Recently, ginger shots have become really popular. Not only within the wellness community or at your local organic food store – the shelves of ordinary grocery stores are full of ginger shots in different variations. Although it may seem like a recent trend, ginger elixirs have been used since ancient times to treat a variety of ailments.
The powerful ginger root is loaded with nutrients and bioactive compounds that have powerful benefits for your body and brain. Only to name a few:
Ginger appears to be highly effective against nausea and may soothe digestive issues and is therefore a common natural treatment for stomach issues, such as bloating and indigestion. It boasts many potent anti-inflammatory compounds and due to its strong anti-inflammatory and antioxidant effects, ginger may boost immune health.
Ginger shot variations
In general, a ginger shot is a concentrated beverage made of fresh ginger. The additional ingredients can vary depending on your taste and preferences. Hardliners would drink shots containing only fresh ginger juice, while others mix the ginger extract with lemon juice, chili, pepper, honey/agave nectar or other additions. As an inspiration, I will show you my ginger pomegranate beetroot variation at the end of this article.
Buying the shots ready-to-drink at a supermarket may sound promising, but why spend a lot of money (I recently found a 50ml shot for €3.99) when you can prepare fresh ginger shots without any additives yourself?
How to make ginger shots at home?
The only thing you need – besides the ingredients of course – is a juicer or high-powered blender*.
To juice ginger using a blender, add the peeled and roughly chopped ginger with the chosen ingredients or a few tablespoons of water in your blender. Blend everything until the ginger root is broken down, you may need to stop a few times and scrape down the sides. Then simply pour the juice through a fine strainer to separate the juice from the pulp.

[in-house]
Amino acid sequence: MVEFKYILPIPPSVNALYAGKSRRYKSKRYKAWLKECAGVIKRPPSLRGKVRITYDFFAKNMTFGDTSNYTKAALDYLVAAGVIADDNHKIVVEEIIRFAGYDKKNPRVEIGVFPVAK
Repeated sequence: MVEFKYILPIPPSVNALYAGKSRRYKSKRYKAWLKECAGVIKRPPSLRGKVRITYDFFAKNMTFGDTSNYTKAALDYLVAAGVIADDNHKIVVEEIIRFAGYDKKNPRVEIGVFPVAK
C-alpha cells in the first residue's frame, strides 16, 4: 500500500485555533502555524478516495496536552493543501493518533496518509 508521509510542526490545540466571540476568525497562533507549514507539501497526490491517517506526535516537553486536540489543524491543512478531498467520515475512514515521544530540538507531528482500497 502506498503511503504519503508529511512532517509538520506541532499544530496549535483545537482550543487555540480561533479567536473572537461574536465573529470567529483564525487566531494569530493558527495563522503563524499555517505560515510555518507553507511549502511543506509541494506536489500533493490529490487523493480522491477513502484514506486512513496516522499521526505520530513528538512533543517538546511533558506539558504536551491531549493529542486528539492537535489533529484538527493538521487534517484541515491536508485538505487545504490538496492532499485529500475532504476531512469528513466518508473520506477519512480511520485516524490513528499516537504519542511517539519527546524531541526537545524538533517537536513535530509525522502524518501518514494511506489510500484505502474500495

There’s no need to put out your blender every morning as the ginger shots can be prepared ahead. Although the juice is best enjoyed soon after processing, you can easily keep it for two or three days in the fridge stored in a glass, airtight container. I use Ball Mason Jars* for example.
Due to their high concentration of this powerful root, some may find ginger shots too spicy and unpleasant to drink. Thus, they’re made in small quantities and typically consumed in one or two swigs and if it’s too spicy for you, try to find out the right mixture of ginger and water or additional juices to make it easier for you to drink.
Ginger pomegranate shot
One of my favorite ginger based shots is this one:
It consists of peeled ginger, pomegranate juice, beet root juice, chili flakes and agave nectar- and yes, its spicy.
I won’t give you exact measurements here as it really depends on how spicy you like your shot to be, so please feel free to try for yourself and find the right mixture. Just be careful with the beetroot juice as its intense taste may overlay everything and that’s definitively not for everyone. Also don’t overdue it with the agave nectar to keep an eye on your sugar intake.
As always, use ginger/ginger shots in moderation and if you have allergies or taking medicine which might not be combined with ginger make sure to consult with your therapist or doctor.